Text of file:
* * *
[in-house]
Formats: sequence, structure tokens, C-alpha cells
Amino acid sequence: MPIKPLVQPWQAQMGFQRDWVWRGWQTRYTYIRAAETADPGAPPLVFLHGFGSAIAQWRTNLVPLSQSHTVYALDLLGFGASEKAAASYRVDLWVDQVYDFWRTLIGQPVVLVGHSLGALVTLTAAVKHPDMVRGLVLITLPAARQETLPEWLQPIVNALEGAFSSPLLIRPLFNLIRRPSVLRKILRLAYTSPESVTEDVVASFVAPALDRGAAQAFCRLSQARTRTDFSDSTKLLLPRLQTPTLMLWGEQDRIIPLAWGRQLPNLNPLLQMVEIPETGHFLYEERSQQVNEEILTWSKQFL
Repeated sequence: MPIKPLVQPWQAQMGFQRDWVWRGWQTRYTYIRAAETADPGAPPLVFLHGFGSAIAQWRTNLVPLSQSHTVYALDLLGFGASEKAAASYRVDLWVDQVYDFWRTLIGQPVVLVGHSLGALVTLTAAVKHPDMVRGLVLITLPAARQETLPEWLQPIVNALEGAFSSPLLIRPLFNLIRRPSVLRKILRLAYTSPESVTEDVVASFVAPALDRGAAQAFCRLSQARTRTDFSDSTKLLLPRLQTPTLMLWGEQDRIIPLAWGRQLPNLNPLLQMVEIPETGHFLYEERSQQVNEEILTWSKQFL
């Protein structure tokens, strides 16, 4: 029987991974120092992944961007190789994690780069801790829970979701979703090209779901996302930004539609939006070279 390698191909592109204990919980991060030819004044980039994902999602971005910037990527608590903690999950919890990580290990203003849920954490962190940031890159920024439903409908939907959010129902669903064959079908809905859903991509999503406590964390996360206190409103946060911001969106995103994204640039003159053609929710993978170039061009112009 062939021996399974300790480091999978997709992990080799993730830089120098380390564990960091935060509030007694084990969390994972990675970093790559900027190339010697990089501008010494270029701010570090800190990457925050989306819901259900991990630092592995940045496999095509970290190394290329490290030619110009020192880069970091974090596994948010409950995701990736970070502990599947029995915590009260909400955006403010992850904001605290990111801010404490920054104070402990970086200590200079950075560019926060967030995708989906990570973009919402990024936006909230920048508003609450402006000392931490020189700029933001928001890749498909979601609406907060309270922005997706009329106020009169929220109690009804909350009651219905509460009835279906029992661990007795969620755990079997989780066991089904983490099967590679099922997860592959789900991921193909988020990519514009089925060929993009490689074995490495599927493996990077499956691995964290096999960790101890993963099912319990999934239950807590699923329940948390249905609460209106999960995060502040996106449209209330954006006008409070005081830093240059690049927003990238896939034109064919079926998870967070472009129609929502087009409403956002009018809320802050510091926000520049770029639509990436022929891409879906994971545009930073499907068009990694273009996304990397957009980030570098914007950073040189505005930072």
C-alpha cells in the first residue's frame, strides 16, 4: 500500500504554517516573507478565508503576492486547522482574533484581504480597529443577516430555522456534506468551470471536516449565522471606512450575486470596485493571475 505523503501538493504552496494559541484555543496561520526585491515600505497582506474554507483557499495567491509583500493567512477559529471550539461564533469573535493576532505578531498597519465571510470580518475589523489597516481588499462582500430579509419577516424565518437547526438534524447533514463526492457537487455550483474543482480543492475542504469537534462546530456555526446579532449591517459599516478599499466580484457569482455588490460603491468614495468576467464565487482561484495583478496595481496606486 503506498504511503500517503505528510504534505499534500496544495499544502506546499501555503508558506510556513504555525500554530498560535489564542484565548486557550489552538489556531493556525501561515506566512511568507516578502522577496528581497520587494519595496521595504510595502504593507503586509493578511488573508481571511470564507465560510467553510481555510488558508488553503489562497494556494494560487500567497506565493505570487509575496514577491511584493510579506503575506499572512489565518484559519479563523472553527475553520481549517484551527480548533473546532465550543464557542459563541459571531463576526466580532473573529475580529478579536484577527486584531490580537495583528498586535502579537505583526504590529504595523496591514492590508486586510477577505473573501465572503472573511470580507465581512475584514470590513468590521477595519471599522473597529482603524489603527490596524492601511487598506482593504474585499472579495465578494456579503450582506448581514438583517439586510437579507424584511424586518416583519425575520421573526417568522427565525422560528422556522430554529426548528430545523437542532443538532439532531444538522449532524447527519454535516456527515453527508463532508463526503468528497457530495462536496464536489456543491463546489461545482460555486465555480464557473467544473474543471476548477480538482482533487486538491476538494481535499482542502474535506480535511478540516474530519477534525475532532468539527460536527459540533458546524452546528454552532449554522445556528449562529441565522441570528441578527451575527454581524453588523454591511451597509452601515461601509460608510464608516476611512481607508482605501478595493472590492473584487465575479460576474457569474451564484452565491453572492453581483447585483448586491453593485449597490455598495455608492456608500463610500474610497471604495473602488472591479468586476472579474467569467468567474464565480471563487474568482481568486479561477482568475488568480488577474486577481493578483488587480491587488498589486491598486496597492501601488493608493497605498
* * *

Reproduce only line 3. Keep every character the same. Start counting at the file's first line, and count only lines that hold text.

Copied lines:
Amino acid sequence: MPIKPLVQPWQAQMGFQRDWVWRGWQTRYTYIRAAETADPGAPPLVFLHGFGSAIAQWRTNLVPLSQSHTVYALDLLGFGASEKAAASYRVDLWVDQVYDFWRTLIGQPVVLVGHSLGALVTLTAAVKHPDMVRGLVLITLPAARQETLPEWLQPIVNALEGAFSSPLLIRPLFNLIRRPSVLRKILRLAYTSPESVTEDVVASFVAPALDRGAAQAFCRLSQARTRTDFSDSTKLLLPRLQTPTLMLWGEQDRIIPLAWGRQLPNLNPLLQMVEIPETGHFLYEERSQQVNEEILTWSKQFL